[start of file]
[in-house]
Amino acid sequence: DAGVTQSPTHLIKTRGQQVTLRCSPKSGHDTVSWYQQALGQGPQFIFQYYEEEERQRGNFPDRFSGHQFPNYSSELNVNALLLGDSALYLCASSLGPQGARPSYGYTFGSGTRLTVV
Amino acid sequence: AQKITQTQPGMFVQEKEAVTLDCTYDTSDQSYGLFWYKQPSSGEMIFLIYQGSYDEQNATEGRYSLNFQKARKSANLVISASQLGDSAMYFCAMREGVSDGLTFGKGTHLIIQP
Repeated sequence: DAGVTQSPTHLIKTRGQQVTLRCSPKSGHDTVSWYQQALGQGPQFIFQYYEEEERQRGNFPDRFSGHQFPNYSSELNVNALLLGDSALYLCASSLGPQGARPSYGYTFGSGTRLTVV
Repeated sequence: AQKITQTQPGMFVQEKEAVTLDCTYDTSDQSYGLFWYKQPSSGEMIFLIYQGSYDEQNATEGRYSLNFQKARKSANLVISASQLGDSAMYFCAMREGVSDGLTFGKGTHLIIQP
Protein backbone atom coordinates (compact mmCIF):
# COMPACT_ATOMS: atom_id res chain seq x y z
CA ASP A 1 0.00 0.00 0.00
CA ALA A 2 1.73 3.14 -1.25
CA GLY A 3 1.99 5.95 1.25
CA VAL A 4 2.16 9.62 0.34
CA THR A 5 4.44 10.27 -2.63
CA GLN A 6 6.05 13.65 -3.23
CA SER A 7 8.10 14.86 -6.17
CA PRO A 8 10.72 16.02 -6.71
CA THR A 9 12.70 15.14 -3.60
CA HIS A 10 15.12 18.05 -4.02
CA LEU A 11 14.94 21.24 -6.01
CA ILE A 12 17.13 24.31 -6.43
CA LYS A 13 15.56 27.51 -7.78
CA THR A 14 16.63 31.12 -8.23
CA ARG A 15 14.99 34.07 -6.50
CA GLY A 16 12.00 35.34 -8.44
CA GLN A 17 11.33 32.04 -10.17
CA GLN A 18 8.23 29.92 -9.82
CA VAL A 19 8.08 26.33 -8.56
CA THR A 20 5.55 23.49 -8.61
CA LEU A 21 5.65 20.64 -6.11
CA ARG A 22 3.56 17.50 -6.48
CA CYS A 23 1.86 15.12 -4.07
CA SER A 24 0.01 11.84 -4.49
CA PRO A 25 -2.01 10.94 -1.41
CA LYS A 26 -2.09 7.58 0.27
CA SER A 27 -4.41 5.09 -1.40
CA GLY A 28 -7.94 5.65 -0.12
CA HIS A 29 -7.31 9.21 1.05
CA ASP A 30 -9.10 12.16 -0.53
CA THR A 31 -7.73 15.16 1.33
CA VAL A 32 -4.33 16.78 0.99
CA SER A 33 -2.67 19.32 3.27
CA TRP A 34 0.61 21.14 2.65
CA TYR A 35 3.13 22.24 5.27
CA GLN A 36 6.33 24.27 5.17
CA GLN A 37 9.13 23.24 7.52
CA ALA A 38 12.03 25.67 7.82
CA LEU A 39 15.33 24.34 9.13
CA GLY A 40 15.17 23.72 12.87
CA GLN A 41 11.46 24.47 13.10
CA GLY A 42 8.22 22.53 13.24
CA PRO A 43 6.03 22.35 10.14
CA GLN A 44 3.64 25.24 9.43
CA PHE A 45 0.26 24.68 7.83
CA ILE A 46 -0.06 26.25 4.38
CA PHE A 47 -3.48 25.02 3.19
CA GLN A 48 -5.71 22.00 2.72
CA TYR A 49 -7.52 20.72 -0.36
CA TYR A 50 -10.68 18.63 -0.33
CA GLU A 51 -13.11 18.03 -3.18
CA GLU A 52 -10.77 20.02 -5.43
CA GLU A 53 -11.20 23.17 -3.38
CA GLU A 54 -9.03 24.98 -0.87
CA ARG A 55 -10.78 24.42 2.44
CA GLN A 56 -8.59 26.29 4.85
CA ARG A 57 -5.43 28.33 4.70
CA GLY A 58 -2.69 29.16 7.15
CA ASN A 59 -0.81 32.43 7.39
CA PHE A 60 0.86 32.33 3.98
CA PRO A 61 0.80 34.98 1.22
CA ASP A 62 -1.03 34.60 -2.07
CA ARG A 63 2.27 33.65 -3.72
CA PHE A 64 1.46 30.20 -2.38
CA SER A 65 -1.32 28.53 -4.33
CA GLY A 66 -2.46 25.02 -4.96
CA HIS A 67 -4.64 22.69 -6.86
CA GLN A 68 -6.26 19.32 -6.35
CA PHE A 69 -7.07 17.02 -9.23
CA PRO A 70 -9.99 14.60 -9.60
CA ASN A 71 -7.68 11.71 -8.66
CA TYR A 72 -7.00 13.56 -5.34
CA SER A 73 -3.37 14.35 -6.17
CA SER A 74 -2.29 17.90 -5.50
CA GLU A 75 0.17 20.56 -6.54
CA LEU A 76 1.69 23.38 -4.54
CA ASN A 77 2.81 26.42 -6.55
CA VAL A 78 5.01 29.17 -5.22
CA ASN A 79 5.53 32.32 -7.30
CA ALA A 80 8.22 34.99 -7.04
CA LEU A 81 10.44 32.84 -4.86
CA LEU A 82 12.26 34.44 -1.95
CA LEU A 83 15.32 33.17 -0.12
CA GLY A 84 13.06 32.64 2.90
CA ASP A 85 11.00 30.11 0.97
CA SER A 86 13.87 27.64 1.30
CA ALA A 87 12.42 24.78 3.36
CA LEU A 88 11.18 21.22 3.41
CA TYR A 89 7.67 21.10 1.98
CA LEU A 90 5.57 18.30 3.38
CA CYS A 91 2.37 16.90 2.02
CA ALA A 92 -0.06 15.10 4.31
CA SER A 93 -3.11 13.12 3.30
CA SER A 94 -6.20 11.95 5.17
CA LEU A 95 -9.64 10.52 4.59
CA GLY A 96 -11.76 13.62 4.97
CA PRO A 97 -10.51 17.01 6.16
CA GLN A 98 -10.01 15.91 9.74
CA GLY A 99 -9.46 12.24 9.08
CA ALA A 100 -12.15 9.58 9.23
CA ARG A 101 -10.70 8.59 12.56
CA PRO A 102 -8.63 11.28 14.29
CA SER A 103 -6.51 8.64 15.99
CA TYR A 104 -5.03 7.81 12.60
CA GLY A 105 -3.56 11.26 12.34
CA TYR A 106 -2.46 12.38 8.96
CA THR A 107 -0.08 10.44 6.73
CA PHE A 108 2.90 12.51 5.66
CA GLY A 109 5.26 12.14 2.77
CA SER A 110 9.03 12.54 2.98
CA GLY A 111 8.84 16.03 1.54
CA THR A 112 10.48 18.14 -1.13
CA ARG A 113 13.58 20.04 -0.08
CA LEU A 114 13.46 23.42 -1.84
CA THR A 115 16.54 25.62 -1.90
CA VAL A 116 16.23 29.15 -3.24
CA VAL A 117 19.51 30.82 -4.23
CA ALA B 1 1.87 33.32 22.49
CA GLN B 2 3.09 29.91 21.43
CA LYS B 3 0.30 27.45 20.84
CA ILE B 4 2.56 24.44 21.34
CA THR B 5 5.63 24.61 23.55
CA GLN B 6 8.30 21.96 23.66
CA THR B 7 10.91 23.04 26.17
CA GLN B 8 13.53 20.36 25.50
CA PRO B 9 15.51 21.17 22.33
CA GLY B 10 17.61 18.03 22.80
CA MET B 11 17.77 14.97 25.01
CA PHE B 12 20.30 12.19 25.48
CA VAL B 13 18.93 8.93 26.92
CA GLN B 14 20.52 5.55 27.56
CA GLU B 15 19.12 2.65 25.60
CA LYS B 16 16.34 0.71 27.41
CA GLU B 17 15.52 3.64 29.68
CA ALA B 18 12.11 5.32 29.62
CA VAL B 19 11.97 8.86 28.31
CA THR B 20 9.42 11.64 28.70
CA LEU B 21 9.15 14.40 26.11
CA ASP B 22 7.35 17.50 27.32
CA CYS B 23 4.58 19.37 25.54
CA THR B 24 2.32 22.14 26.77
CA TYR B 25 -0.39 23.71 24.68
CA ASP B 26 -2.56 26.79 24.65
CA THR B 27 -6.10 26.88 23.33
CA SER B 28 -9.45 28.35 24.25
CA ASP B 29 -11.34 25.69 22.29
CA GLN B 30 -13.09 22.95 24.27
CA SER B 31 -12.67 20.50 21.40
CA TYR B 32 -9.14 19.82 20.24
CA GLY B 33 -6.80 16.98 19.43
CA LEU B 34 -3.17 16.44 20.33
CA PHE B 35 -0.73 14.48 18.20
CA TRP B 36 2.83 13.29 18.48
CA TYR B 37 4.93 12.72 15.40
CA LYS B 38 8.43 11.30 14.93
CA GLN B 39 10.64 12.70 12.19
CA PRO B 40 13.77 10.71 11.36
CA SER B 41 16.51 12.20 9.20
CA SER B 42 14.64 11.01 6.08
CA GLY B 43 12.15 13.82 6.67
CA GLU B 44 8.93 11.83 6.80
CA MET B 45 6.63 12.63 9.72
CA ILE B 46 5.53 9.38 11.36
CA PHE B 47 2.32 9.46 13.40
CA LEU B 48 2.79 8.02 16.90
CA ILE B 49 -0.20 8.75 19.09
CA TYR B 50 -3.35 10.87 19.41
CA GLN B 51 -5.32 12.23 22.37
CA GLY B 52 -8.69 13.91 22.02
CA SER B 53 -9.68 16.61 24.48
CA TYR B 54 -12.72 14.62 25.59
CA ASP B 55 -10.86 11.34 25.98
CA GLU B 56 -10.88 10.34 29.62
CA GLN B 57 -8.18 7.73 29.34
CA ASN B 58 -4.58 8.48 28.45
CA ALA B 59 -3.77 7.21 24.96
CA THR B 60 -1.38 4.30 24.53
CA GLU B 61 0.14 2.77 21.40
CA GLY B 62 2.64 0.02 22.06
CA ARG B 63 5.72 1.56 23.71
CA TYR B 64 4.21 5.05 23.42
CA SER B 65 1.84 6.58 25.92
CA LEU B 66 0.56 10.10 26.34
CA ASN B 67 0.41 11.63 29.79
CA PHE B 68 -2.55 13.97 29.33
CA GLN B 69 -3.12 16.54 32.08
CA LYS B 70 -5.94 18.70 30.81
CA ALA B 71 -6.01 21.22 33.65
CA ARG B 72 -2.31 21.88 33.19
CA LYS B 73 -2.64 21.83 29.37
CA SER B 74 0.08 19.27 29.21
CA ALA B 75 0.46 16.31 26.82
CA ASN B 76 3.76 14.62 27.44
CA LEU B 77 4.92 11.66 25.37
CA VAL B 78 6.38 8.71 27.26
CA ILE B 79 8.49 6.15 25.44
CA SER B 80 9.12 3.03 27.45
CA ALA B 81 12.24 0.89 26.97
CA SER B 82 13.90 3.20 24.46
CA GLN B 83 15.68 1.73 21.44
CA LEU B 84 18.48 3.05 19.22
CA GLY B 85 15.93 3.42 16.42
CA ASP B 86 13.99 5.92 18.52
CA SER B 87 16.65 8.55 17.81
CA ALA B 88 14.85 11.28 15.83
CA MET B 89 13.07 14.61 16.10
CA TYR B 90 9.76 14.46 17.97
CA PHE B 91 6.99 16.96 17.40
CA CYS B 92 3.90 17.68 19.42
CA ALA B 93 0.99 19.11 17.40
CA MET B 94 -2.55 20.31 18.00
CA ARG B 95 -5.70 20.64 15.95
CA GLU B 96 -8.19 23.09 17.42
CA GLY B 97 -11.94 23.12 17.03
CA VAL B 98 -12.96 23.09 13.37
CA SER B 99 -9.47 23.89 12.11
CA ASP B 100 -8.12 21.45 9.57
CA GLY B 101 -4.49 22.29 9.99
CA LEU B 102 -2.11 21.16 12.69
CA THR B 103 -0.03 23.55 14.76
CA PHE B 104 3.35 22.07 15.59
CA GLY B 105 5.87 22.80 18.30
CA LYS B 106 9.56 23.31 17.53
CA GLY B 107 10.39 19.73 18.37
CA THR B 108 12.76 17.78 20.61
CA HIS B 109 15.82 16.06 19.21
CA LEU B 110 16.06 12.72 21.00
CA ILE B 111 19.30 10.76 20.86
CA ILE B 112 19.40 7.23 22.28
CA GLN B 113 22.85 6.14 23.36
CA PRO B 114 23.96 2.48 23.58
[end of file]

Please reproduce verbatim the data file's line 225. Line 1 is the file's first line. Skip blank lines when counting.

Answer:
CA GLY B 101 -4.49 22.29 9.99